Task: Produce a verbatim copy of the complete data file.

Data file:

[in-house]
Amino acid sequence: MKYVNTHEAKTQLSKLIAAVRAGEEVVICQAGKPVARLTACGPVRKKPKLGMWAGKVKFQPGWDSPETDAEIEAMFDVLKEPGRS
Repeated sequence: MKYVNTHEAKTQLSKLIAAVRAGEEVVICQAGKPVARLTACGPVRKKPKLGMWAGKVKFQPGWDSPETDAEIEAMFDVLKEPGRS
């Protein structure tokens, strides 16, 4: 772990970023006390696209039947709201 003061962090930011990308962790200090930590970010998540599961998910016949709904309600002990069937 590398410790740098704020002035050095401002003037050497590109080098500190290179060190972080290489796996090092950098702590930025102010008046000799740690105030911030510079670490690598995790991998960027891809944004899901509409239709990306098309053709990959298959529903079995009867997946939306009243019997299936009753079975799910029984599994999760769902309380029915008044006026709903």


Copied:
[in-house]
Amino acid sequence: MKYVNTHEAKTQLSKLIAAVRAGEEVVICQAGKPVARLTACGPVRKKPKLGMWAGKVKFQPGWDSPETDAEIEAMFDVLKEPGRS
Repeated sequence: MKYVNTHEAKTQLSKLIAAVRAGEEVVICQAGKPVARLTACGPVRKKPKLGMWAGKVKFQPGWDSPETDAEIEAMFDVLKEPGRS
């Protein structure tokens, strides 16, 4: 772990970023006390696209039947709201 003061962090930011990308962790200090930590970010998540599961998910016949709904309600002990069937 590398410790740098704020002035050095401002003037050497590109080098500190290179060190972080290489796996090092950098702590930025102010008046000799740690105030911030510079670490690598995790991998960027891809944004899901509409239709990306098309053709990959298959529903079995009867997946939306009243019997299936009753079975799910029984599994999760769902309380029915008044006026709903």